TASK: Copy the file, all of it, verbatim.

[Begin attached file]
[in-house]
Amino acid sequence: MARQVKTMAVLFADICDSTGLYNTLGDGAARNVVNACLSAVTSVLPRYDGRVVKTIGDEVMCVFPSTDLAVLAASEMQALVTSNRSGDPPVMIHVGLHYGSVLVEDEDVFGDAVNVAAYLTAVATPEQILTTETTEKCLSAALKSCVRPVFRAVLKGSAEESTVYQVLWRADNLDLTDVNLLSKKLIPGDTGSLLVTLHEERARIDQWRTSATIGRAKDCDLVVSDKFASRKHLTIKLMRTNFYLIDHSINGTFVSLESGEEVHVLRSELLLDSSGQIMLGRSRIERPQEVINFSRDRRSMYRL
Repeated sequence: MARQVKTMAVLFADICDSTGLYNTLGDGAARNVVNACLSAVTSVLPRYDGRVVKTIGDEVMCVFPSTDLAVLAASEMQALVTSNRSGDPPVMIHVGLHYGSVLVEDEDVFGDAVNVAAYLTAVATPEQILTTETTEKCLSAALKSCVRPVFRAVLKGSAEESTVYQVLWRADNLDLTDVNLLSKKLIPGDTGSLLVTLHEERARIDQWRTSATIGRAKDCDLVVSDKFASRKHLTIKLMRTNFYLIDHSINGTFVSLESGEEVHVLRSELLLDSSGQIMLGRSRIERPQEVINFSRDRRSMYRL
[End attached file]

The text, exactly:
[in-house]
Amino acid sequence: MARQVKTMAVLFADICDSTGLYNTLGDGAARNVVNACLSAVTSVLPRYDGRVVKTIGDEVMCVFPSTDLAVLAASEMQALVTSNRSGDPPVMIHVGLHYGSVLVEDEDVFGDAVNVAAYLTAVATPEQILTTETTEKCLSAALKSCVRPVFRAVLKGSAEESTVYQVLWRADNLDLTDVNLLSKKLIPGDTGSLLVTLHEERARIDQWRTSATIGRAKDCDLVVSDKFASRKHLTIKLMRTNFYLIDHSINGTFVSLESGEEVHVLRSELLLDSSGQIMLGRSRIERPQEVINFSRDRRSMYRL
Repeated sequence: MARQVKTMAVLFADICDSTGLYNTLGDGAARNVVNACLSAVTSVLPRYDGRVVKTIGDEVMCVFPSTDLAVLAASEMQALVTSNRSGDPPVMIHVGLHYGSVLVEDEDVFGDAVNVAAYLTAVATPEQILTTETTEKCLSAALKSCVRPVFRAVLKGSAEESTVYQVLWRADNLDLTDVNLLSKKLIPGDTGSLLVTLHEERARIDQWRTSATIGRAKDCDLVVSDKFASRKHLTIKLMRTNFYLIDHSINGTFVSLESGEEVHVLRSELLLDSSGQIMLGRSRIERPQEVINFSRDRRSMYRL